To some extent, I think those in the academic healthcare quality community are responsible for this failure.  They have used "quality" to avoid focusing on the true goal of reducing cost.  Who could be against a focus on quality healthcare?  But ask that question again after you define quality healthcare as the same service at a lower cost.  We could use quality tools to bend the curve on healthcare costs if institutions had the motivation to do so.  It is possible.  Many industries have done exactly that, and healthcare could also.

AHRQ denies that cost is a factor in efficiency in healthcare.  The Institute of Medicine listed efficiency as one of the aims but then denied that cost was a factor in their definition.  The NQF convened a panel on efficiency in healthcare but announced at the beginning that they would not talk about cost.  (Now THERE's a feat of showmanship!)  The great fear, of course, is that price competition would reduce physician or institutional income.  Initially, this might be true, but eventually, the more efficient use of time and resources would improve the bottom line for everyone.  If you read deeply in the "Medical Home" literature, you eventually see that this is a way to improve the productivity of family practice offices.  Physicians spend their time doing things only they can do, while others perform tasks they are specifically trained to do.

Most of healthcare today is a commodity.  Generally, when products and services become commodities, the price comes down.  This has not happened in healthcare, partly because of the interjection of third parties into the purchase decision--payment process, and partly because of the monopoly that most most hospitals hold in their communities.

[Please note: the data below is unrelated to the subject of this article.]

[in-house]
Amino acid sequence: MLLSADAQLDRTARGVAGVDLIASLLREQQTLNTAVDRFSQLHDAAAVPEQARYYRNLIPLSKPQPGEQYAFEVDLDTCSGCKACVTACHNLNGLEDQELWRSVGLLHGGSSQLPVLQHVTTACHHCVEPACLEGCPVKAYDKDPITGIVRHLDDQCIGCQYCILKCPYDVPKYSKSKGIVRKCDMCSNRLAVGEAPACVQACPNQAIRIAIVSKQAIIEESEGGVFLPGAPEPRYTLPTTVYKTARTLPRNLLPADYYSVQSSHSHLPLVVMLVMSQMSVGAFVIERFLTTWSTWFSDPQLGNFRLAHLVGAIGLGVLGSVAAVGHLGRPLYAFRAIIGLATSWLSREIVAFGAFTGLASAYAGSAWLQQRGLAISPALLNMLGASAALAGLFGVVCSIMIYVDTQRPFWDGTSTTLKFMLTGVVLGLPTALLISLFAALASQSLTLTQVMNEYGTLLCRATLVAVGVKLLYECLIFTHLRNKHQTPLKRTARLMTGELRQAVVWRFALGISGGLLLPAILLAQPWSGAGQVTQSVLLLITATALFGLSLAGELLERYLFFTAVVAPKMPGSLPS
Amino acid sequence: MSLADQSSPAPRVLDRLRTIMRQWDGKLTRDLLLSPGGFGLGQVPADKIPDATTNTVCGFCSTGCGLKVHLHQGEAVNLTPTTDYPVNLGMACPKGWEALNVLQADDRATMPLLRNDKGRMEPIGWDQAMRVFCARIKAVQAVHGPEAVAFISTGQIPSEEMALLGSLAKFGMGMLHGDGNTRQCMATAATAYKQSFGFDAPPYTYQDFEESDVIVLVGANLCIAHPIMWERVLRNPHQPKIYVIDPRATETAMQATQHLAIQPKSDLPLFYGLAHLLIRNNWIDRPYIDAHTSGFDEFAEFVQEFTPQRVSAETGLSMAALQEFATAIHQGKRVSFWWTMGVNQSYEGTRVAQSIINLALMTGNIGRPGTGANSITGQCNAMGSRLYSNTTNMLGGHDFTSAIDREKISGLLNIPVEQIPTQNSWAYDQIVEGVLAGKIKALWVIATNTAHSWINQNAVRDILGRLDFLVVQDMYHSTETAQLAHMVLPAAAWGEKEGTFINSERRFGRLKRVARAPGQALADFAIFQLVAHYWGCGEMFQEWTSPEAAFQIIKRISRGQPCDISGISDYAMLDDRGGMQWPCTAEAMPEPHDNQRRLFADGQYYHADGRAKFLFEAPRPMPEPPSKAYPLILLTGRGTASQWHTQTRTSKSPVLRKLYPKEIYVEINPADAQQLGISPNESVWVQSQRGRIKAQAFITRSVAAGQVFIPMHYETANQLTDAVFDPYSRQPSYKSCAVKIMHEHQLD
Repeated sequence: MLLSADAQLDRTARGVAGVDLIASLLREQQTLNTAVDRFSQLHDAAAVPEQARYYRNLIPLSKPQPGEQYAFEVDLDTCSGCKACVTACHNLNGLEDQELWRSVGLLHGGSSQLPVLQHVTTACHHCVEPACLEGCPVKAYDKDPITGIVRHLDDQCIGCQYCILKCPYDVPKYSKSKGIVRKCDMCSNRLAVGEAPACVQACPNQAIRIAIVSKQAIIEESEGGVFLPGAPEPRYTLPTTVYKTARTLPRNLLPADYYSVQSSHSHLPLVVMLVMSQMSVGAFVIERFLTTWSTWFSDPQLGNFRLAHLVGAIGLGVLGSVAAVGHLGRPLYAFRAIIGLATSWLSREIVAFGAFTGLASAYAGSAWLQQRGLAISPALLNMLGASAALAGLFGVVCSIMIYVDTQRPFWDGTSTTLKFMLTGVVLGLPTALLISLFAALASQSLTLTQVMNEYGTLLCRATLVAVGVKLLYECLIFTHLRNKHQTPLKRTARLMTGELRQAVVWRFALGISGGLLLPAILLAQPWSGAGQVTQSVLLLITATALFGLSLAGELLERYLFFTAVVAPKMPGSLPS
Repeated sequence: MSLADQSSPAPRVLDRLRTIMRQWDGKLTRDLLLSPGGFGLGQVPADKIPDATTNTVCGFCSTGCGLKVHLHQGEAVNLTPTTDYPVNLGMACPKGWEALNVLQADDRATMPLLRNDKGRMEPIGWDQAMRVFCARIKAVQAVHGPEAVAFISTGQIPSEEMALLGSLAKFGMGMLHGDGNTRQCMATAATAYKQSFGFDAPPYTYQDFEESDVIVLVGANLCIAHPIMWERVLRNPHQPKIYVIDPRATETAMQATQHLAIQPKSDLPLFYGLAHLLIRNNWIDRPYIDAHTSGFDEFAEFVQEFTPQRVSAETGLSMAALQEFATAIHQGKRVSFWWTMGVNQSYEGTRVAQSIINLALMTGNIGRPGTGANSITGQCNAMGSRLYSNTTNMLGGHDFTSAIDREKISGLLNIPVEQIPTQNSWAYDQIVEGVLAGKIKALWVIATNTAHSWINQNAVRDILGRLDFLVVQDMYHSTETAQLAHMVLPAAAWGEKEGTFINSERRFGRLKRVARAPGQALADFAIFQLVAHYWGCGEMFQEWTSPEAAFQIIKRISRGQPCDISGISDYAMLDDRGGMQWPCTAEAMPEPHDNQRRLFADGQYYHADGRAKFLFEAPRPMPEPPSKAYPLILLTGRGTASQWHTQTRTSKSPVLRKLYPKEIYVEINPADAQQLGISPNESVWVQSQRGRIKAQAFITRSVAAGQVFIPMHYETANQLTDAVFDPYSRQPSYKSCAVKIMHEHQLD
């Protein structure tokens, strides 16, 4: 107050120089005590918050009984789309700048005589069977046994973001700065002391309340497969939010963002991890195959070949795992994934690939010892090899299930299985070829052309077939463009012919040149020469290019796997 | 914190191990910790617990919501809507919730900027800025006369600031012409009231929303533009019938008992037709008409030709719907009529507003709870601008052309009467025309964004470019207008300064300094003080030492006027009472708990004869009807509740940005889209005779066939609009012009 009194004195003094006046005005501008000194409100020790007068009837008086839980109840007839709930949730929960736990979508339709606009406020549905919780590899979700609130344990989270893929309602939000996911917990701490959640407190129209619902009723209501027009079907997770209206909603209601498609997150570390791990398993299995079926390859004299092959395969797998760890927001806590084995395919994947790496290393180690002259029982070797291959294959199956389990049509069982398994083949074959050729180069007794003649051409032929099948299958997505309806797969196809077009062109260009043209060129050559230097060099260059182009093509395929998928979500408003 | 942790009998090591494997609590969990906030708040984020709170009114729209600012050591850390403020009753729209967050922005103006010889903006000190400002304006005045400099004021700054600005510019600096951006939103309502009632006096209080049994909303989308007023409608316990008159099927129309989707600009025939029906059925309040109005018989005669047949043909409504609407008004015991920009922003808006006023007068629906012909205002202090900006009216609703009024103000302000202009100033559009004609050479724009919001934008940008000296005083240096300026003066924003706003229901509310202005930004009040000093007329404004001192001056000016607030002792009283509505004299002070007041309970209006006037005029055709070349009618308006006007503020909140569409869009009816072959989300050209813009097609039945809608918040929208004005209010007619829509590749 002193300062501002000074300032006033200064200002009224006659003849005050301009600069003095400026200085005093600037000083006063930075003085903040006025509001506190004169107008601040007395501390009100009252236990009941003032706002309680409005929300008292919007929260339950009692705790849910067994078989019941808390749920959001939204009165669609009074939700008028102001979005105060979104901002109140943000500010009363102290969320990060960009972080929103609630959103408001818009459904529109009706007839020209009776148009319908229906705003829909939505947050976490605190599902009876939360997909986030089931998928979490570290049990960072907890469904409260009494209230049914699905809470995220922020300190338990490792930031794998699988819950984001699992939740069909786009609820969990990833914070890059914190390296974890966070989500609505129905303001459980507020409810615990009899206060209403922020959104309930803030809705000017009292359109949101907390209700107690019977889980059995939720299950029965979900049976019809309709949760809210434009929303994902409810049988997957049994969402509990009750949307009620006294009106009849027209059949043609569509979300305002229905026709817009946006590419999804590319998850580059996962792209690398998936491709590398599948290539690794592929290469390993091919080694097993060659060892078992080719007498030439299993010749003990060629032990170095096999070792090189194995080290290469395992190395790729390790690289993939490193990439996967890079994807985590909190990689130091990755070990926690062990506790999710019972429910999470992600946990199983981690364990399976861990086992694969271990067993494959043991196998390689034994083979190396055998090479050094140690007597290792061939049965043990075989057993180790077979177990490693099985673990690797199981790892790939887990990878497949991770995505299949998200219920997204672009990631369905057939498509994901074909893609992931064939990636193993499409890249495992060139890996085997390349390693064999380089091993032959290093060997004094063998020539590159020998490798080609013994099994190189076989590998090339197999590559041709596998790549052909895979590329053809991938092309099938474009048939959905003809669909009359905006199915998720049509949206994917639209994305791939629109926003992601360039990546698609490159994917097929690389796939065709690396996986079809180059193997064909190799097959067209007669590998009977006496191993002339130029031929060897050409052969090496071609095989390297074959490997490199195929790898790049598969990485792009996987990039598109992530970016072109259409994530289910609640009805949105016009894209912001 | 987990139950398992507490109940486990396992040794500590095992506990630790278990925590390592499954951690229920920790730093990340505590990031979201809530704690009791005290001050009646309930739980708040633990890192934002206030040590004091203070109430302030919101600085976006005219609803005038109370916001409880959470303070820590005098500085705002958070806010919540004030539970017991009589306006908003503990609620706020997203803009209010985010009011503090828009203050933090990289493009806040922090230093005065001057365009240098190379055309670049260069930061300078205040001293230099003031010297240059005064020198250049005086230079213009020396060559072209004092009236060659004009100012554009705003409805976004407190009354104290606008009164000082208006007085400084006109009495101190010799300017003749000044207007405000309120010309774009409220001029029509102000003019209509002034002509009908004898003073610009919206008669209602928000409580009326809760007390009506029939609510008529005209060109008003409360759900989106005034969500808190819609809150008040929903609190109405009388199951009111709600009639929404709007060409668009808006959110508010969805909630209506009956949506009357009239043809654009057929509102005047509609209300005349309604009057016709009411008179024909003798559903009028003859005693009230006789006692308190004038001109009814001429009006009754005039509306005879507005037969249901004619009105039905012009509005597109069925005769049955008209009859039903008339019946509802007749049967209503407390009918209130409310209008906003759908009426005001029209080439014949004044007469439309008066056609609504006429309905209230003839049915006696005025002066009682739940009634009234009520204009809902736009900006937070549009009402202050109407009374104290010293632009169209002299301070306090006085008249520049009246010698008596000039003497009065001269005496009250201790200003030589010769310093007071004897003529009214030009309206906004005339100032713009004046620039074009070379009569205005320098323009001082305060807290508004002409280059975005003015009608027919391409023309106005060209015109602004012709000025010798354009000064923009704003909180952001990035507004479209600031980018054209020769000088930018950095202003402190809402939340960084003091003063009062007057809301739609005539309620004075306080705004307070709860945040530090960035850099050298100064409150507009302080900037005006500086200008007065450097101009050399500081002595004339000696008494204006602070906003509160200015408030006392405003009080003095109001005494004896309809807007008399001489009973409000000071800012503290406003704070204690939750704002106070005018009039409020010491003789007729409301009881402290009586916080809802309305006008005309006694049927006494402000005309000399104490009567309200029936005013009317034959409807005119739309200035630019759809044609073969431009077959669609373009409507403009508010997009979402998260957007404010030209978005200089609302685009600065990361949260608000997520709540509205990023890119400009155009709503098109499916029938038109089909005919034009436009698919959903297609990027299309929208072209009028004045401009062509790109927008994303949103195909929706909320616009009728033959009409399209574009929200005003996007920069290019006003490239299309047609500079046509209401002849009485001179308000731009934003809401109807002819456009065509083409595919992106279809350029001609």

Once there is motivation to improve healthcare, the quality community will be ready with tools and the passion to reduce cost or move toward whateve new goal comes up.

Tuesday, October 5, 2010

People and Populations

Here is one of those classic struggles--between the individual and the country as a whole.  If you're an individual over 65, then a PSA might be of interest to you.  But if you're buying healthcare for 100 million people, you would never pay for a PSA.  Sure, a few men would die because their prostate cancer went undetected.  But not many, and they're dead now.  Same for mammograms under age 50.  Now, the Rand corp has produced a study showing that if you have a hip replacement, the long term results and mortality are better if you get rehab services post op.  But it's cheaper to send the old folks directly home.  So what do you do?  That depends on whether you're concerned with the individual or with the population. 

And that's what it's all about.  To save money--and we need to do that--some patients will have to accept less that optimal results.  Sometimes that's OK.  I remember as a medical student seeing a man in the ER who had mostly cut off the tip of his finger in a machine at work.  My first thought was to ship him off to the university plastic surgeons to re-attach his finger tip.  Nope.  The plant doctor arrived, nipped off a bit of bone and soft tissue, and closed the now shorter finger.  "This man is not a violinist.  He's a carpenter.  I can have him back at work within a week."  He was right, of course, but he never asked the patient.

We'll have to do some of this.  The biggest problem with U.S. healthcare today is that it costs too much.  Not so much that we provide too much of it, but the unit cost is too high.  An appendectomy or a hip replacement just cost too much--more than they need to.  The easy answer is price competition to force providers to find creative ways to reduce their costs and subsequently their prices.  It can be done.  It has been done in other industries.  We can do it too, but we have to try.